Another Bad Day for Manning

Discussion in 'Wikileaks' started by freedombecki, May 1, 2012.

  1. freedombecki
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    freedombecki Let's go swimmin'! Supporting Member

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    Another Bad Day for Bradley Manning

    hotairdotcom

    Apparently the military court didn't think much of Bradley Manning's attorney's idea to dismiss the most serious charges and consolidating all the others, which would guarantee his client a short sentence. His trial starts in September.

    Do you think the court is being too tough?
     
  2. California Girl
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    California Girl BANNED

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    If anything, not tough enough.
     
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  3. Artevelde
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    Artevelde Senior Member

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    He'll have his day in court I guess. And afterwards probably many more days in jail.
     
  4. RoccoR
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    RoccoR Gold Member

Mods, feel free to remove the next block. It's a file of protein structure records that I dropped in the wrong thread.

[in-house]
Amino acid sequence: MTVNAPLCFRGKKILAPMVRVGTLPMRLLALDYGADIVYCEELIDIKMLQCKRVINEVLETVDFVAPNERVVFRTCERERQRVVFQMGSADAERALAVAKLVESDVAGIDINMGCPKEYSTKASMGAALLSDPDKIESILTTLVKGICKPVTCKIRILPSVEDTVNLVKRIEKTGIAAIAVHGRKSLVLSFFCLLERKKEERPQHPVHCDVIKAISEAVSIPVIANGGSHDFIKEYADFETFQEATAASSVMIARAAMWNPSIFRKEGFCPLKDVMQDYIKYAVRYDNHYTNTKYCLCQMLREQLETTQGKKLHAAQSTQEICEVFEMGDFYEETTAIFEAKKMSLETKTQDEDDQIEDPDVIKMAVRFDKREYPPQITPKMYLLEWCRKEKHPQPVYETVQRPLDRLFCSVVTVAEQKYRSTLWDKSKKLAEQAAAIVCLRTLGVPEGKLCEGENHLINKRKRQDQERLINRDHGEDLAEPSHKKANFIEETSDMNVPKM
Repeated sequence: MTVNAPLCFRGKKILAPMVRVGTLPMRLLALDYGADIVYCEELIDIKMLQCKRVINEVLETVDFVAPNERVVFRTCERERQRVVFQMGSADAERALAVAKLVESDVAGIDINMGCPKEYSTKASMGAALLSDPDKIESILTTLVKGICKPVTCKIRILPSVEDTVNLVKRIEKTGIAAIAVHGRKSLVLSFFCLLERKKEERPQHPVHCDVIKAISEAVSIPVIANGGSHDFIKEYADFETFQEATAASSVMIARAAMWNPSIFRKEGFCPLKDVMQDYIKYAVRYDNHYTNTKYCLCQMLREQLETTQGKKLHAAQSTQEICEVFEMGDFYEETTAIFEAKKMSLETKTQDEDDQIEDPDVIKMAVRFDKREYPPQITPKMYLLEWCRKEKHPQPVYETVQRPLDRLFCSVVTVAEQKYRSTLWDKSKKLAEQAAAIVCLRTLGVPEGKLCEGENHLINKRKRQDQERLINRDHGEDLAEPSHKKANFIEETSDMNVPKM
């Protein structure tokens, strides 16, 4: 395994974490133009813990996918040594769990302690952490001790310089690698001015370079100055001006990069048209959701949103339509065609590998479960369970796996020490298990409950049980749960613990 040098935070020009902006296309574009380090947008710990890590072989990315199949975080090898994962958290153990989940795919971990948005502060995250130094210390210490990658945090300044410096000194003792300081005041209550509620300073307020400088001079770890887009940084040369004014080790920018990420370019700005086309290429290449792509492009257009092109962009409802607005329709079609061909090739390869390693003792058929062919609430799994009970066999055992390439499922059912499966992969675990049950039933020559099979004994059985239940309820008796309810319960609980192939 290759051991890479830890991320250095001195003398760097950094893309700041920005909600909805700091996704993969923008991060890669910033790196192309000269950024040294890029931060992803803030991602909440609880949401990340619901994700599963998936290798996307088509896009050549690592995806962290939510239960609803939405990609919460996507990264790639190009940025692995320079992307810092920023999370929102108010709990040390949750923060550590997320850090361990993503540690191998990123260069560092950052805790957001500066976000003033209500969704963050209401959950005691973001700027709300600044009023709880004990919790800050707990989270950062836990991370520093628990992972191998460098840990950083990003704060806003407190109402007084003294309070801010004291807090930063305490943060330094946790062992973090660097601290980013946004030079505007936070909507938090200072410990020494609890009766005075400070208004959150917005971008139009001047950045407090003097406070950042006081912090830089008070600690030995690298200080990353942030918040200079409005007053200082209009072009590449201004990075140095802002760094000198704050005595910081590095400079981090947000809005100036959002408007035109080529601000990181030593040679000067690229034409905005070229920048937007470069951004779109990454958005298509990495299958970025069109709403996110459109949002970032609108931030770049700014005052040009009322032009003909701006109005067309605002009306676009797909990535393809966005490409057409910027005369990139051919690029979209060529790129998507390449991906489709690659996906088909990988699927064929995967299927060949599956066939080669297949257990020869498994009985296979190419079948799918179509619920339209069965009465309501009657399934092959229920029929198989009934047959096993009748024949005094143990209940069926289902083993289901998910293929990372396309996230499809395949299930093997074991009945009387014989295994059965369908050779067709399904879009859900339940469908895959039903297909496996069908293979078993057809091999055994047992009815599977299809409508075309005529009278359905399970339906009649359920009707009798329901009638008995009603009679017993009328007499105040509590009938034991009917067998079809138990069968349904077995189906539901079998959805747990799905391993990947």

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    Artevelde, et al,

    While I don't want to be in a position of defending Bradley Manning, there are a number "truths" and "facts" that need explained.

    (COMMENT)

    • First off, the Army using the FBI as a screen to withhold facts (discovery) in the case, leads me to believe that the Prosecutor is intentionally hiding information that might be favorable to the Manning case.

    • Second, hiding the fact that the Government is trying to withhold the findings (to date) from the "Damage Assessment" might be damaging to the Prosecutor's case. By definition, the disclosure of SECRET material would cause "grave damage." As over 700,000 documents were compromised; and that, they are ALL attributed to Manning --- there should be no trouble at all in showing the damage done. Why is the government withholding the information.

    • Third, of the 15 (or so) computers at the SCIF where Manning was suppose to have collected all 700,000 documents, rumor has it that all but 5 of the computers were wiped clean.

    • Manning is charged with being the source; and, that he used special software to extract the information. Yet it appears that there might be computer forensic evidence that more than one user (maybe several) were using such software and portable mass storage devices. If the government is withholding this information, and not charging the others users; then something is wrong with the government investigation.

    • Manning is charged with aiding the enemy by passing the information to "WikiLeaks." And that "WikiLeaks" posted this information in Open Source media. And that Manning intended that hostile elements were the ultimate intended recipients. HOW did Manning get the information to WikiLeaks? If the government has no link between Manning and "WikiLeaks," is the delay of discovery intended to withhold the facts?

    There are two aspects you need to consider.